Study Guide

Heist Society Family

By Ally Carter

Advertisement - Guide continues below


"I'm out of the family business." [...]

"But are you out of the family?" (2.43 – 2.44)

If you don't like what your family is doing, you can run away for a while, like Kat does when she goes to Colgan School. But can you ever truly be out of your own family?

[The bedroom] was beautiful but sad, Kat thought. It needed to feel a beating heart. (3.53)

Kat's taking in Hale's parents bedroom here. Her description suggests that Hale's parents aren't really involved in his life in all. As someone with a dead mother and an absent father, Kat is pretty attuned to Hale's lack of support on the family front.

It wasn't until years later that [Kat] realized it hadn't been a fun family outing—that actually they'd been casing the Louvre at the time. (4.1)

We guess the family that steals together, stays together.

The most dangerous thing about W.W. Hale the Fifth was that, when he grew up, he really wanted to be her father. (5.29)

Creepy, much? Isn't there some kind of a romantic tension between Hale and Kat? And how much do we know about this Hale guy, anyway? We wonder if he's an assassin. Or worse: Donald Trump.

"Those of us who don't abandon our families are able to learn these things." (8.37)

Gabrielle has mastered that old family manipulation tactic for getting someone to do what you want them to do: the guilt trip. It's like a tar pit dragging you in. You just can't avoid a good guilting.

Uncle Eddie seemed to be measuring [Kat] against her mother as a thief. [...] Her father seemed startled by her, as if his eyes had mistaken her for his long-lost wife. (14.26)

Another thing families do well: they judge each other a lot. But all that judging isn't mean-spirited; it's just a by-product of knowing each other so well, and for so long. How could you not judge your closest friends' and family members' decisions, when you think you know them, and what's good for them?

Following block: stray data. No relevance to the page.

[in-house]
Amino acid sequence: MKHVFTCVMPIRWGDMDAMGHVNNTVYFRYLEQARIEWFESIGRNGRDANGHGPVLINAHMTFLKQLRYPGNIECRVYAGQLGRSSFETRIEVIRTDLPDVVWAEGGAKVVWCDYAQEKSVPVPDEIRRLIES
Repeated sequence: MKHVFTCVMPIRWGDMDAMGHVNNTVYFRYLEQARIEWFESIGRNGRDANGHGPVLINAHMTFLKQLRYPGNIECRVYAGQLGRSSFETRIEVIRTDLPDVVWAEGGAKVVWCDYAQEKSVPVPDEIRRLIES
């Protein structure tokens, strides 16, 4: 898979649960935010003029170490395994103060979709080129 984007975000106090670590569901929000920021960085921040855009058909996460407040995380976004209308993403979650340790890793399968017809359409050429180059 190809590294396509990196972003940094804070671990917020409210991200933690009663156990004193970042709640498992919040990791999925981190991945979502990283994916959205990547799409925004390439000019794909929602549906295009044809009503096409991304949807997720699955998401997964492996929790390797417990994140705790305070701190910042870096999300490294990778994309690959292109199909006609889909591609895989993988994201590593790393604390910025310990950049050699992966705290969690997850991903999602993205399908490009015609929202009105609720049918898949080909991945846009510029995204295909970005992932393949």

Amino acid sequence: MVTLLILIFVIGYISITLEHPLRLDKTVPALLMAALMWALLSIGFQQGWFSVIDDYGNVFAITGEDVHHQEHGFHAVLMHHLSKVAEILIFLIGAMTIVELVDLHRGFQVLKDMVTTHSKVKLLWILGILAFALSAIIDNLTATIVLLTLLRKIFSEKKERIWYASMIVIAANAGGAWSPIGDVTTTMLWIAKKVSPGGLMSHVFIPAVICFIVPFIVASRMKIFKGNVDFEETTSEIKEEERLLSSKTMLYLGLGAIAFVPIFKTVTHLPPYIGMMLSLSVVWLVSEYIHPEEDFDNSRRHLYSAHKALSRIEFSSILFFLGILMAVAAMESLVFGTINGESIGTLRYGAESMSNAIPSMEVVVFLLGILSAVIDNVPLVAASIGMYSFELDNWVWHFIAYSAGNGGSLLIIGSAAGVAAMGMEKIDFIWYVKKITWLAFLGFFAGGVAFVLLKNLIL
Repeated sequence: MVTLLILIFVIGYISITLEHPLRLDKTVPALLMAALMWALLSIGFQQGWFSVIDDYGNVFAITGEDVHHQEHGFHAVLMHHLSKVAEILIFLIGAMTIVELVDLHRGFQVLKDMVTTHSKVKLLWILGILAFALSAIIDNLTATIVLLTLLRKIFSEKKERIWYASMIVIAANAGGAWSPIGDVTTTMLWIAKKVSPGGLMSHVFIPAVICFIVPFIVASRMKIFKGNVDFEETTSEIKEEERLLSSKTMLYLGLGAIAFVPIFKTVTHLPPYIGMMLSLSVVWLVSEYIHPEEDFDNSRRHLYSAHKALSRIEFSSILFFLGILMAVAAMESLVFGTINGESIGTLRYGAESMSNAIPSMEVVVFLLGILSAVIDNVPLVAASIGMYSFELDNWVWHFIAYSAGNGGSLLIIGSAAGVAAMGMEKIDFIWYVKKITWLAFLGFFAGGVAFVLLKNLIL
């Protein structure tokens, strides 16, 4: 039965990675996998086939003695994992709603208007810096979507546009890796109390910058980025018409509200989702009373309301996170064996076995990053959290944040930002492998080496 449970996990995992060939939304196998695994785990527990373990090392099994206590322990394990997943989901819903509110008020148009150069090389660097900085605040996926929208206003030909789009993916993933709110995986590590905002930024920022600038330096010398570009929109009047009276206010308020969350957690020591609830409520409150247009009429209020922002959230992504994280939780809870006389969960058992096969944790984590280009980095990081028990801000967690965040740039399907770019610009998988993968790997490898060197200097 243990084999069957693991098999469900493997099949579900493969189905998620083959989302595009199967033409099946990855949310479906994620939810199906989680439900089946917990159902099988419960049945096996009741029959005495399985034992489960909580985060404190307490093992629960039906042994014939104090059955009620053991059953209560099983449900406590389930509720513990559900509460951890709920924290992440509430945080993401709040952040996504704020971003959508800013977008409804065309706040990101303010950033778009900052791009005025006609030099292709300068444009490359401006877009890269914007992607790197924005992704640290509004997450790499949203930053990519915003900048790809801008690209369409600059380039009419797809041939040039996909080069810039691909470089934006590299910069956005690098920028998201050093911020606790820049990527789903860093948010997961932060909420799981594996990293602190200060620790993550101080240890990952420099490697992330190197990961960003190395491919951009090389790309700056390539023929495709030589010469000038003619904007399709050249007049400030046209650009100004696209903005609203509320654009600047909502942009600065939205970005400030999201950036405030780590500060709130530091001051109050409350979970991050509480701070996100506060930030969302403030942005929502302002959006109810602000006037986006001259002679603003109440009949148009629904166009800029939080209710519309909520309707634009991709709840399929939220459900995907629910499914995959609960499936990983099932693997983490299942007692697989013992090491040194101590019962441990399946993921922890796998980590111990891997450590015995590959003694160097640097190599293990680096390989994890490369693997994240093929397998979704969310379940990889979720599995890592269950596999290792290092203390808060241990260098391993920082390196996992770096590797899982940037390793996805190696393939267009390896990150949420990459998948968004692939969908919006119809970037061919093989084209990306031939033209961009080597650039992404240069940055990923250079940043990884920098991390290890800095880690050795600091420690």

A part of [Kat] wondered whether [Taccone] had more faith in her than her own uncle, maybe even more than her own father. (19.18)

As we said earlier, families can judge each other like nobody's business. (Get off our back, mom. Jeez.) Sometimes all these judgmental remarks that go a-flying at the dinner table can be pretty discouraging. We hope you'd never turned to a crime boss for comfort, though. You better wise up, Kat.

"This is my life, Hale. Mine. My father. My job. My responsibility." (23.44)

Kat is super possessive of her family. Even though she gets frustrated at them, she still makes it her life's mission to do anything she can to protect them. That's love.

"[Nick's] not part of the family." "Yeah, well—" Kat sighed. "Neither are you." (23.57 – 23.58)

Ouch. This remark burns so bad, we almost dropped the book. Even though Hale isn't related to Kat by blood, he seems to be just as much a part of Kat's family as her Uncle Eddie. So she knows this jab will hurt.

Kat thought about Hale's mother's empty room and empty house. (24.86)

Poor Hale. Kat says he's not a part of her family, but this quote makes it seem like he's not even a part of his own family. Sigh.

This is a premium product

Tired of ads?

Join today and never see them again.

Please Wait...